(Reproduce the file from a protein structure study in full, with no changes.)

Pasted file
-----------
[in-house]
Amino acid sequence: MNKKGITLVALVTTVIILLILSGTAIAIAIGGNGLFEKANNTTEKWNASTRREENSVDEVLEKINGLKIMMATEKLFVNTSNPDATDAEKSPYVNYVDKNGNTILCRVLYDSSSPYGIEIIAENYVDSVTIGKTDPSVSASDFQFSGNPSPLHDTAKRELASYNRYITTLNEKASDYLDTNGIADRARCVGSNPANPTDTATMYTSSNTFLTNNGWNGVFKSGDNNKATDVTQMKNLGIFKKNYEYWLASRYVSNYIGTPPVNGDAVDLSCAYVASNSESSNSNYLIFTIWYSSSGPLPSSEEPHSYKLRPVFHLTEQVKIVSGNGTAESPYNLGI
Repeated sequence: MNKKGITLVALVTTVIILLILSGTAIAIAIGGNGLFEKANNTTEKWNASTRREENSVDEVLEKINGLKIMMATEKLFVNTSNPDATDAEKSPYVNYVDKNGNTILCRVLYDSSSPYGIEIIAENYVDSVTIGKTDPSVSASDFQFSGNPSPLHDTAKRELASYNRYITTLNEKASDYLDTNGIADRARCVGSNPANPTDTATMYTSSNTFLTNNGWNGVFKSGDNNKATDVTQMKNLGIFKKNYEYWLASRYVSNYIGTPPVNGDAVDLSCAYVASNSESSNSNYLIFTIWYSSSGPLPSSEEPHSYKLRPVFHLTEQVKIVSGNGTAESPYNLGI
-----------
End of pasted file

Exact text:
[in-house]
Amino acid sequence: MNKKGITLVALVTTVIILLILSGTAIAIAIGGNGLFEKANNTTEKWNASTRREENSVDEVLEKINGLKIMMATEKLFVNTSNPDATDAEKSPYVNYVDKNGNTILCRVLYDSSSPYGIEIIAENYVDSVTIGKTDPSVSASDFQFSGNPSPLHDTAKRELASYNRYITTLNEKASDYLDTNGIADRARCVGSNPANPTDTATMYTSSNTFLTNNGWNGVFKSGDNNKATDVTQMKNLGIFKKNYEYWLASRYVSNYIGTPPVNGDAVDLSCAYVASNSESSNSNYLIFTIWYSSSGPLPSSEEPHSYKLRPVFHLTEQVKIVSGNGTAESPYNLGI
Repeated sequence: MNKKGITLVALVTTVIILLILSGTAIAIAIGGNGLFEKANNTTEKWNASTRREENSVDEVLEKINGLKIMMATEKLFVNTSNPDATDAEKSPYVNYVDKNGNTILCRVLYDSSSPYGIEIIAENYVDSVTIGKTDPSVSASDFQFSGNPSPLHDTAKRELASYNRYITTLNEKASDYLDTNGIADRARCVGSNPANPTDTATMYTSSNTFLTNNGWNGVFKSGDNNKATDVTQMKNLGIFKKNYEYWLASRYVSNYIGTPPVNGDAVDLSCAYVASNSESSNSNYLIFTIWYSSSGPLPSSEEPHSYKLRPVFHLTEQVKIVSGNGTAESPYNLGI